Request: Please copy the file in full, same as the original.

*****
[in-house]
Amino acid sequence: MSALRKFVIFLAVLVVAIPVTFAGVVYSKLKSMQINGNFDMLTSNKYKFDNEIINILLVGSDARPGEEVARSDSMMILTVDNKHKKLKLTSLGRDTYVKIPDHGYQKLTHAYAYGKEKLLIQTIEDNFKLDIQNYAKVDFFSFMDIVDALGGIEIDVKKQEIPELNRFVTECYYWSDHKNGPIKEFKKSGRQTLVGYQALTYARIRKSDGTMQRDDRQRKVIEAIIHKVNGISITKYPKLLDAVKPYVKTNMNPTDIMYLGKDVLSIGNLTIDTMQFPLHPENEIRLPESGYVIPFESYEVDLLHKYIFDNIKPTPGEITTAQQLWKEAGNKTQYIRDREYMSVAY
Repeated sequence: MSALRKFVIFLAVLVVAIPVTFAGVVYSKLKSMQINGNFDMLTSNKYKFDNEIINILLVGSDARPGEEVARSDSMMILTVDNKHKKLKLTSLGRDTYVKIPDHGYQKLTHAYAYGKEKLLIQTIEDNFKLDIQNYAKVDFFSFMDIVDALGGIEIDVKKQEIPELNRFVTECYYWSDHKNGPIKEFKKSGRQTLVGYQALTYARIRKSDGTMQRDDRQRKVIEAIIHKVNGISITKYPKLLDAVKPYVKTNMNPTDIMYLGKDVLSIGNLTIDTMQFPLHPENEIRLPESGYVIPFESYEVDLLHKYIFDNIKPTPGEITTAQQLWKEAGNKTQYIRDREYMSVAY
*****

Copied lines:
[in-house]
Amino acid sequence: MSALRKFVIFLAVLVVAIPVTFAGVVYSKLKSMQINGNFDMLTSNKYKFDNEIINILLVGSDARPGEEVARSDSMMILTVDNKHKKLKLTSLGRDTYVKIPDHGYQKLTHAYAYGKEKLLIQTIEDNFKLDIQNYAKVDFFSFMDIVDALGGIEIDVKKQEIPELNRFVTECYYWSDHKNGPIKEFKKSGRQTLVGYQALTYARIRKSDGTMQRDDRQRKVIEAIIHKVNGISITKYPKLLDAVKPYVKTNMNPTDIMYLGKDVLSIGNLTIDTMQFPLHPENEIRLPESGYVIPFESYEVDLLHKYIFDNIKPTPGEITTAQQLWKEAGNKTQYIRDREYMSVAY
Repeated sequence: MSALRKFVIFLAVLVVAIPVTFAGVVYSKLKSMQINGNFDMLTSNKYKFDNEIINILLVGSDARPGEEVARSDSMMILTVDNKHKKLKLTSLGRDTYVKIPDHGYQKLTHAYAYGKEKLLIQTIEDNFKLDIQNYAKVDFFSFMDIVDALGGIEIDVKKQEIPELNRFVTECYYWSDHKNGPIKEFKKSGRQTLVGYQALTYARIRKSDGTMQRDDRQRKVIEAIIHKVNGISITKYPKLLDAVKPYVKTNMNPTDIMYLGKDVLSIGNLTIDTMQFPLHPENEIRLPESGYVIPFESYEVDLLHKYIFDNIKPTPGEITTAQQLWKEAGNKTQYIRDREYMSVAY